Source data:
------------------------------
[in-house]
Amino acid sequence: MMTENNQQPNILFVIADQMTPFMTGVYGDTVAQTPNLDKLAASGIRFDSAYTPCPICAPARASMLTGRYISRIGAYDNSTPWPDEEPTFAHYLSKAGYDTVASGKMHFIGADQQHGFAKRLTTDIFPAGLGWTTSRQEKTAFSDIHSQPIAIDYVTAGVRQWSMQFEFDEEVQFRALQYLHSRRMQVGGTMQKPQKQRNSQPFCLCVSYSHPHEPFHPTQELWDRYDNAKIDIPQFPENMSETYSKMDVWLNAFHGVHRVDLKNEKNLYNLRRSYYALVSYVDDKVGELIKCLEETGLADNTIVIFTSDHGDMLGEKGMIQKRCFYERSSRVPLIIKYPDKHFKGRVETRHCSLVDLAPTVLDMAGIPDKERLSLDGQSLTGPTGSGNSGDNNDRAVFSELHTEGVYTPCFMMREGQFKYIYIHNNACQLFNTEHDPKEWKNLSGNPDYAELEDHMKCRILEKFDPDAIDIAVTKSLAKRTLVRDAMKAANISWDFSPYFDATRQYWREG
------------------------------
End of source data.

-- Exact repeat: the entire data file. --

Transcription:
[in-house]
Amino acid sequence: MMTENNQQPNILFVIADQMTPFMTGVYGDTVAQTPNLDKLAASGIRFDSAYTPCPICAPARASMLTGRYISRIGAYDNSTPWPDEEPTFAHYLSKAGYDTVASGKMHFIGADQQHGFAKRLTTDIFPAGLGWTTSRQEKTAFSDIHSQPIAIDYVTAGVRQWSMQFEFDEEVQFRALQYLHSRRMQVGGTMQKPQKQRNSQPFCLCVSYSHPHEPFHPTQELWDRYDNAKIDIPQFPENMSETYSKMDVWLNAFHGVHRVDLKNEKNLYNLRRSYYALVSYVDDKVGELIKCLEETGLADNTIVIFTSDHGDMLGEKGMIQKRCFYERSSRVPLIIKYPDKHFKGRVETRHCSLVDLAPTVLDMAGIPDKERLSLDGQSLTGPTGSGNSGDNNDRAVFSELHTEGVYTPCFMMREGQFKYIYIHNNACQLFNTEHDPKEWKNLSGNPDYAELEDHMKCRILEKFDPDAIDIAVTKSLAKRTLVRDAMKAANISWDFSPYFDATRQYWREG